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    City patrolman Michael Thomas Slager checks Scott's pulse in North Charleston, S.C

    Mourners Overfill Church for Funeral of Walter Scott in South Carolina

    © AP Photo / Courtesy of L. Chris Stewart
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    Mourners filled the WORD Ministries Christian Center in Summerville, SC, for the funeral of Walter Scott, who was fatally shot last week by a North Charleston police officer after fleeing a traffic stop, USA Today reports.

    The hearse carrying the 50-year-old forklift operator was accompanied to the center by two police officers on motorcycles. 

    During a Friday wake, his open casket was adorned with a Dallas Cowboys sign and draped with the American flag.

    The three-hour public service on Saturday, which was barred from media cameras, was delayed due to people trying to cram inside the center. Among the attendees were Sen. Tim Scott as well as Representatives Jim Clyburn and Mark Stanford.

    North Charleston Mayor Keith Summey and Police Chief Eddie Driggers did not attend the funeral for reportedly not wanting to cause a distraction for Scott's grieving family.

    Police officer Michael Slager, 33, was fired and charged with murder following the shooting.

    Slager had stopped Scott for a busted tail light when Scott ran away as Slager was checking the man's driver's license. 

    Scott had a family court warrant out for his arrest, and reportedly had a history of charges related to failing to pay child support. The only accusation of violence against Scott was a 1987 assault and battery charge, the details of which are not known.

    Slager claimed Scott had taken his stun gun during a scuffle, and that he felt threatened and that prompted him to fire his weapon. The police report states that he had fired his taser, but it was uneffective. In the video, what appears to be the stun gun fell to the ground after Scott attempted to flee, with the wires that carry the current still attached to his back.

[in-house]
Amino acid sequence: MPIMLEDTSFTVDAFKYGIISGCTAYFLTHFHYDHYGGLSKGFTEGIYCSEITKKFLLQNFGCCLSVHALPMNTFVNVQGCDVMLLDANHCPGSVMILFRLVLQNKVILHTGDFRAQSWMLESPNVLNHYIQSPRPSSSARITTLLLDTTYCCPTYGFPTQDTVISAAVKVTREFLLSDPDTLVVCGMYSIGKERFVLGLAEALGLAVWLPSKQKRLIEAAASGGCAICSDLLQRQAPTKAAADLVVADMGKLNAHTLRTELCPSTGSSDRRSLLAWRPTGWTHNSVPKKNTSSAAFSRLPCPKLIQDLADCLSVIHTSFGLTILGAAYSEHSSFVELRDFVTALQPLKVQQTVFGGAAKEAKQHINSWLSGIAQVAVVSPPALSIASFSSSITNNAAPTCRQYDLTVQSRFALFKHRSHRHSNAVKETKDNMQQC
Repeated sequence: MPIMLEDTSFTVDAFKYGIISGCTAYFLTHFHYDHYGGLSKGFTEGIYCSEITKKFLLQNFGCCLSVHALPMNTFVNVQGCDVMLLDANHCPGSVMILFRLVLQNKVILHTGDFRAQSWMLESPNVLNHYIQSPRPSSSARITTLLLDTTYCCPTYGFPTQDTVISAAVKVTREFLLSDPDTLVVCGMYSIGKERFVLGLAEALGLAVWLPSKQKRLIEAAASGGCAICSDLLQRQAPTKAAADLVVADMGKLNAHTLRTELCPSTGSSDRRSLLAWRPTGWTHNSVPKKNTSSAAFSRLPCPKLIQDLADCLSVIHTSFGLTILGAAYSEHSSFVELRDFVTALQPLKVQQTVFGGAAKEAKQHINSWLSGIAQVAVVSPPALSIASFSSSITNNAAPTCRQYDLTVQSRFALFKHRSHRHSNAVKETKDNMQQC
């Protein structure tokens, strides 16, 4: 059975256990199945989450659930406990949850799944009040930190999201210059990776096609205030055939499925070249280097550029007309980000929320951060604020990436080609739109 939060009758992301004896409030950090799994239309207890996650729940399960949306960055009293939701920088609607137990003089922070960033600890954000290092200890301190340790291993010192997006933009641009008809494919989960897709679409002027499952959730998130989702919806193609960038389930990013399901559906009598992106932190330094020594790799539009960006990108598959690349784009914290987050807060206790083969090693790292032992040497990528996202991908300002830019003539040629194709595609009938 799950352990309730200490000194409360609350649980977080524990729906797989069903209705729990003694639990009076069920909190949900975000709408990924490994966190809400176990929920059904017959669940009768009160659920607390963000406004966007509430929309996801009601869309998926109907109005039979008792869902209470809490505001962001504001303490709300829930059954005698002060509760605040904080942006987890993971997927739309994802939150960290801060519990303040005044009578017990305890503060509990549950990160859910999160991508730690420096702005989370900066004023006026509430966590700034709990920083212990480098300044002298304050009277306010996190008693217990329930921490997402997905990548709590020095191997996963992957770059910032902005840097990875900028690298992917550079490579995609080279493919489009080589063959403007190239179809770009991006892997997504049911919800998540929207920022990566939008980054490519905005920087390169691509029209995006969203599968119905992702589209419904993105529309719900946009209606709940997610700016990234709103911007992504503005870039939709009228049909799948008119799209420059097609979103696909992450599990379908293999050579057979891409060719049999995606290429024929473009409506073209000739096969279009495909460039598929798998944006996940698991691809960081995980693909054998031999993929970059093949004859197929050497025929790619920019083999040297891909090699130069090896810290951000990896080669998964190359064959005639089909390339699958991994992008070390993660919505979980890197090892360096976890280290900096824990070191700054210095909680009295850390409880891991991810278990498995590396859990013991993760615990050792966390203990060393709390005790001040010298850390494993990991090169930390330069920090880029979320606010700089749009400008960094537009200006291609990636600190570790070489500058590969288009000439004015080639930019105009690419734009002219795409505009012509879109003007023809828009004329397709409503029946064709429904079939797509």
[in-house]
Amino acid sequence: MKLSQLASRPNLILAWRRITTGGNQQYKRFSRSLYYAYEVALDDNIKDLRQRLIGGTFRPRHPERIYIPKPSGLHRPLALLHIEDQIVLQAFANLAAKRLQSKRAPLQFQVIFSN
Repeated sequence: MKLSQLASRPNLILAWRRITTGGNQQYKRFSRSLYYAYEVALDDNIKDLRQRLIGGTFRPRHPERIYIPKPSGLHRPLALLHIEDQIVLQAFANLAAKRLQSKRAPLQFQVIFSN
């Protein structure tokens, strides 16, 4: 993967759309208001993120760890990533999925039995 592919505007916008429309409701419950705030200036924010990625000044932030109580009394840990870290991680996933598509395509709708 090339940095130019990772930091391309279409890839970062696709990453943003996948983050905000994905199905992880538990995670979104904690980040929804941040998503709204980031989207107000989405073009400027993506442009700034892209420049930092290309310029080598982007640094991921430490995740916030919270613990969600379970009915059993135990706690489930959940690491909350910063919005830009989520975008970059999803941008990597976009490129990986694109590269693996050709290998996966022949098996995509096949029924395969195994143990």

After firing eight shots into the man’s back, Slager is heard telling Scott, “Put your hands behind your back, put your hands behind your back,” before strolling over to the man he had just gunned down and handcuffing his limp body.

    The video then shows another officer arriving on the scene a minute later and Slager dropping what appears to be his taser next to Scott's body.

    This was not the first time Slager has been accused of excessive force. In 2013, Slager was accused of using his taser on a man without reason. Slager was exonerated, but witnesses claim investigators never followed up with them. The incident took place in the middle of the night, as a man was awoken to the sound of Officer Slager banging on the door saying, “Come outside or I’ll tase you!”

    The department itself also has a long history history of alleged abuse.

    In one 2011 incident, Sheldon Williams claims that he was asleep at a motel in North Charleston when five officers burst through the door. After handcuffing him, the officers allegedly began taking turns stomping on the face of the unarmed African-American man. Williams’ injuries were so visibly severe that the jail officials had to turn him away and have him taken to the hospital. He did not arrive at the hospital until two hours after the beating occurred.

    The hospital diagnosed him with a fractured cheekbone, a depressed fracture to the left orbital floor of his face, and a fracture on his left sinus wall. The hospital reportedly provided law enforcement with instructions to have him see a special surgeon within a week, instructions that were ignored, and Williams was never treated. Williams told media he has been in agonizing pain and to this day still has trouble sleeping and faces long-term neurological damage. The nerve damage was so severe that he claims to experience the sensation of insects crawling on his face.

    No officers were ever reprimanded in that case. 

    Tags:
    blacklivesmatter, police, police brutality, police beating, Tim Scott, Mark Stanford, Jim Clyburn, Michael Slager, Walter Scott, Eddie Driggers, Keith Summey, North Carolina, North Charleston
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